It’s tough being a teacher — and even tougher living on a teacher’s salary

Fifth-grade math teacher Stacie Baur in her classroom at Clairton Elementary School. (Photo by Terry Clark/PublicSource)
Compelling personal stories
told by the people living them.

I have been teaching in the Pittsburgh area for the past decade. I chose a career in public education because I couldn’t imagine a better way to change the world.

Teachers educate and inspire the young people who will be the leaders of tomorrow. When I walk into my classroom, I’m witnessing the future take shape.

But it’s tough being a teacher, and it’s even tougher living on a teacher’s salary.

I hold certifications in elementary education, special education and English as a Second Language [ESL]. My bachelor’s degree is from Robert Morris University, and my master’s is from Waynesburg University. I paid my own way through college and graduate school, and today I owe about $130,000 in student loan debt.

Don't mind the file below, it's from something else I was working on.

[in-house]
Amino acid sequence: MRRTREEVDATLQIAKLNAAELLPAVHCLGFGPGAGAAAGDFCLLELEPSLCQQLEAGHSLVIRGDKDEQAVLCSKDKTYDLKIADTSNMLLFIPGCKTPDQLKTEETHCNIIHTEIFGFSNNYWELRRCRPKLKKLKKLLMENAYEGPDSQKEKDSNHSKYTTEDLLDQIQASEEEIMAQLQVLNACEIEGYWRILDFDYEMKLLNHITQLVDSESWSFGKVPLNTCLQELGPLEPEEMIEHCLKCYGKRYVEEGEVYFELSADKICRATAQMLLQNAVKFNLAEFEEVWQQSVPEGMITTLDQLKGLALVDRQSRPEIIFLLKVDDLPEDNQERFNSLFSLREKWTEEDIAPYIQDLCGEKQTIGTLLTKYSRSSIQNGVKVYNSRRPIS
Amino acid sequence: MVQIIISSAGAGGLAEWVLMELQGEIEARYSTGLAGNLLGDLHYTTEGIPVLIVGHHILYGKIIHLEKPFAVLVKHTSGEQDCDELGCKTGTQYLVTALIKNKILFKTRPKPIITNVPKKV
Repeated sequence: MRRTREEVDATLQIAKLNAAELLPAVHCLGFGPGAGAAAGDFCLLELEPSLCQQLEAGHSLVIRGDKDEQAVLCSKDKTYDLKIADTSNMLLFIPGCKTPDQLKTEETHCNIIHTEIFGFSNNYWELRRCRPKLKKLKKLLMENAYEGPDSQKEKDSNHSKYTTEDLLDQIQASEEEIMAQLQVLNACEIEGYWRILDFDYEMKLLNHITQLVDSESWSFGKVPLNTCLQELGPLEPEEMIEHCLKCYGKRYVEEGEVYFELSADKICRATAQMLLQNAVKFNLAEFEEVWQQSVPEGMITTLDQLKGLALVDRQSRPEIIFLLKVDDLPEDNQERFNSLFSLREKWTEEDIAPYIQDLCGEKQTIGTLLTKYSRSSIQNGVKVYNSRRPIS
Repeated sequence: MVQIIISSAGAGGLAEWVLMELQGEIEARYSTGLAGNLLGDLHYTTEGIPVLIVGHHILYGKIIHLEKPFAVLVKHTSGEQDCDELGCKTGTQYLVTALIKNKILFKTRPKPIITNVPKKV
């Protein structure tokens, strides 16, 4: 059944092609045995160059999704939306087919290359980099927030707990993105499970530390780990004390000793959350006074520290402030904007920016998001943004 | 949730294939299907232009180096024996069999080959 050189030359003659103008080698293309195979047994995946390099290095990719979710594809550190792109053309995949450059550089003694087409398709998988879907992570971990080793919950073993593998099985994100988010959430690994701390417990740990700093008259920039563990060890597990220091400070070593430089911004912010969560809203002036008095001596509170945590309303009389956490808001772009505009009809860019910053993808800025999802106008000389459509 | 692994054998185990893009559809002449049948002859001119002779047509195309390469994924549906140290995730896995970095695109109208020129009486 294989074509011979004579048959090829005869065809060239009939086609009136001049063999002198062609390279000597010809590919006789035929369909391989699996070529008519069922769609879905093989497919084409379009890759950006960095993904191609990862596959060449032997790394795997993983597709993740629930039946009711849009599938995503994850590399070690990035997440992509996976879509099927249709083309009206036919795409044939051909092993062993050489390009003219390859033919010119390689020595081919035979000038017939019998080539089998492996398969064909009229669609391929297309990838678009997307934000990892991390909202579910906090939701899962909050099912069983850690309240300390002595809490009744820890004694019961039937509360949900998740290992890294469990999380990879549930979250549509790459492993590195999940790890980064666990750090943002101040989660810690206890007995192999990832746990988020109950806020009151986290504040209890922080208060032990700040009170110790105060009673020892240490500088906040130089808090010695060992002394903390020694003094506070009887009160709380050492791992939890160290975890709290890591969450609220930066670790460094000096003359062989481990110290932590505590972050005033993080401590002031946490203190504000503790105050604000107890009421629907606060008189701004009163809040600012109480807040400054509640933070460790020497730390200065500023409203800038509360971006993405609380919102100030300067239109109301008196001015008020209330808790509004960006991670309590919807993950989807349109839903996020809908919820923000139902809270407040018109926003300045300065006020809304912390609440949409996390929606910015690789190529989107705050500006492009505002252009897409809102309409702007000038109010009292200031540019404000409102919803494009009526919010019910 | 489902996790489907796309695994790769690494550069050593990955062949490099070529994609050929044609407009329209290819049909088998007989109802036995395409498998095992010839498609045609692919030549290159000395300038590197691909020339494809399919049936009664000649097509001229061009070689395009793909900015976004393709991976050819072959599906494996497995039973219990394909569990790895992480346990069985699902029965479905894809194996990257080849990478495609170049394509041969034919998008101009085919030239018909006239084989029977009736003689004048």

With my degrees, my certifications and my decade of experience, would you believe that my salary is about $43,000 per year? I teach fifth-grade math in the Clairton City schools, but you don’t need a math degree to know that after I pay my $650 student loan payment, there isn’t a whole lot left to cover my other monthly expenses.

READ ENTIRE ARTICLE AT:

It’s tough being a teacher — and even tougher living on a teacher’s salary

Comments

From the Web

X
X